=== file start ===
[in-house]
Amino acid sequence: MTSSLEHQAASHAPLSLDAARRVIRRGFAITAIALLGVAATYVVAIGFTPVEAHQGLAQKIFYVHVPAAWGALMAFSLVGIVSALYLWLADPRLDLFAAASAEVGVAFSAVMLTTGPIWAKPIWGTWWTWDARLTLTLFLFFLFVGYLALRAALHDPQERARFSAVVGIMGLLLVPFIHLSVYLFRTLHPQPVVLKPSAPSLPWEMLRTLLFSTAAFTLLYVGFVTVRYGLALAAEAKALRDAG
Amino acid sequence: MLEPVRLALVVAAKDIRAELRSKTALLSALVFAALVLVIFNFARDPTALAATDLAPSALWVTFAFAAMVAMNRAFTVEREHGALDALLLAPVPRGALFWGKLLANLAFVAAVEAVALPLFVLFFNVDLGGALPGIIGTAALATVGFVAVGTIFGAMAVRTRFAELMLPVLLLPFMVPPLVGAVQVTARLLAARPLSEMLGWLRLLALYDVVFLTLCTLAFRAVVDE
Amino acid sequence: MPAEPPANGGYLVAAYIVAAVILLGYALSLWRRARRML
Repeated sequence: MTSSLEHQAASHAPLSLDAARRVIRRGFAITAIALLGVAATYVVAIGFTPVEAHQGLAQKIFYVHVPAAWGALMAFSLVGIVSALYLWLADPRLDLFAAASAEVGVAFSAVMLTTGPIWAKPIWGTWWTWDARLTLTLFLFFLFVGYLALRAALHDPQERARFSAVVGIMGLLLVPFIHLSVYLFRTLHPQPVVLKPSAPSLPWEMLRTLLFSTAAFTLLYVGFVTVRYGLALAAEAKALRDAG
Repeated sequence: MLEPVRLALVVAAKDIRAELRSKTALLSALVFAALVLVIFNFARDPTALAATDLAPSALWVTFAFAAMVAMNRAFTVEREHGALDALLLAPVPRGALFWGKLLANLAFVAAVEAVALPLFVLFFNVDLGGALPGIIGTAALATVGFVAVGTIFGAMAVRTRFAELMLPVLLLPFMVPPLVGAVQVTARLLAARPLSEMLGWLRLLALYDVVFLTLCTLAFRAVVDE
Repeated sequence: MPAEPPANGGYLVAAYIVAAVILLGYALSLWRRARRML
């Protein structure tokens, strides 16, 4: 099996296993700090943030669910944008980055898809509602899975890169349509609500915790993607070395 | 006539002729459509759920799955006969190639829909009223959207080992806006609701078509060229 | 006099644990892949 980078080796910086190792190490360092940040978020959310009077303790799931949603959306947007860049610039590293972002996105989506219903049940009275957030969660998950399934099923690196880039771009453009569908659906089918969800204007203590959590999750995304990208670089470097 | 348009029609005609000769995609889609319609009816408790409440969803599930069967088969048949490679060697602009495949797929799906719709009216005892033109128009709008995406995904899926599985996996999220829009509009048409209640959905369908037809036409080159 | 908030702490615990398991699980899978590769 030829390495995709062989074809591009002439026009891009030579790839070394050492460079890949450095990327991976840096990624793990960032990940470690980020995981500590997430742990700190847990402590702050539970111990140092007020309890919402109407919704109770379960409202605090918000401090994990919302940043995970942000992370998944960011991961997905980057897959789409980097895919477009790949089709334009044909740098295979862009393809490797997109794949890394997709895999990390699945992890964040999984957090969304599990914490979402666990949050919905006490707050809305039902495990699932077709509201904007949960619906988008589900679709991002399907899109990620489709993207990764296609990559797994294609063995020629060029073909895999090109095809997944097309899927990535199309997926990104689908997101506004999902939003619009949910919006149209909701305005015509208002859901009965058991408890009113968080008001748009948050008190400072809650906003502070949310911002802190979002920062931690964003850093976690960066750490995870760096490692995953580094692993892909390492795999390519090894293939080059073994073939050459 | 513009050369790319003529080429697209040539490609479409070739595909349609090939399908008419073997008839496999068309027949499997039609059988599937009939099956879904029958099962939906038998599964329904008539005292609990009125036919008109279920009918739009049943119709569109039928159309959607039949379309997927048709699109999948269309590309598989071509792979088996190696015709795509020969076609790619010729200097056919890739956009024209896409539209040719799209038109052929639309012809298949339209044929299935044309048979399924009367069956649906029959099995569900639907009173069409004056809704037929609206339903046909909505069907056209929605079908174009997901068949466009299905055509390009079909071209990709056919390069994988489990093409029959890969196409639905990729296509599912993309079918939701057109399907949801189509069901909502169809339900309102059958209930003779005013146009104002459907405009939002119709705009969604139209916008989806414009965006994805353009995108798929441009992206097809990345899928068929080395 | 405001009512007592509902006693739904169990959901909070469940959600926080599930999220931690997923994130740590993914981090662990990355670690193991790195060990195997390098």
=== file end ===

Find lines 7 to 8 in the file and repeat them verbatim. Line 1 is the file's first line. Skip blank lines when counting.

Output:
Repeated sequence: MPAEPPANGGYLVAAYIVAAVILLGYALSLWRRARRML
């Protein structure tokens, strides 16, 4: 099996296993700090943030669910944008980055898809509602899975890169349509609500915790993607070395 | 006539002729459509759920799955006969190639829909009223959207080992806006609701078509060229 | 006099644990892949 980078080796910086190792190490360092940040978020959310009077303790799931949603959306947007860049610039590293972002996105989506219903049940009275957030969660998950399934099923690196880039771009453009569908659906089918969800204007203590959590999750995304990208670089470097 | 348009029609005609000769995609889609319609009816408790409440969803599930069967088969048949490679060697602009495949797929799906719709009216005892033109128009709008995406995904899926599985996996999220829009509009048409209640959905369908037809036409080159 | 908030702490615990398991699980899978590769 030829390495995709062989074809591009002439026009891009030579790839070394050492460079890949450095990327991976840096990624793990960032990940470690980020995981500590997430742990700190847990402590702050539970111990140092007020309890919402109407919704109770379960409202605090918000401090994990919302940043995970942000992370998944960011991961997905980057897959789409980097895919477009790949089709334009044909740098295979862009393809490797997109794949890394997709895999990390699945992890964040999984957090969304599990914490979402666990949050919905006490707050809305039902495990699932077709509201904007949960619906988008589900679709991002399907899109990620489709993207990764296609990559797994294609063995020629060029073909895999090109095809997944097309899927990535199309997926990104689908997101506004999902939003619009949910919006149209909701305005015509208002859901009965058991408890009113968080008001748009948050008190400072809650906003502070949310911002802190979002920062931690964003850093976690960066750490995870760096490692995953580094692993892909390492795999390519090894293939080059073994073939050459 | 513009050369790319003529080429697209040539490609479409070739595909349609090939399908008419073997008839496999068309027949499997039609059988599937009939099956879904029958099962939906038998599964329904008539005292609990009125036919008109279920009918739009049943119709569109039928159309959607039949379309997927048709699109999948269309590309598989071509792979088996190696015709795509020969076609790619010729200097056919890739956009024209896409539209040719799209038109052929639309012809298949339209044929299935044309048979399924009367069956649906029959099995569900639907009173069409004056809704037929609206339903046909909505069907056209929605079908174009997901068949466009299905055509390009079909071209990709056919390069994988489990093409029959890969196409639905990729296509599912993309079918939701057109399907949801189509069901909502169809339900309102059958209930003779005013146009104002459907405009939002119709705009969604139209916008989806414009965006994805353009995108798929441009992206097809990345899928068929080395 | 405001009512007592509902006693739904169990959901909070469940959600926080599930999220931690997923994130740590993914981090662990990355670690193991790195060990195997390098």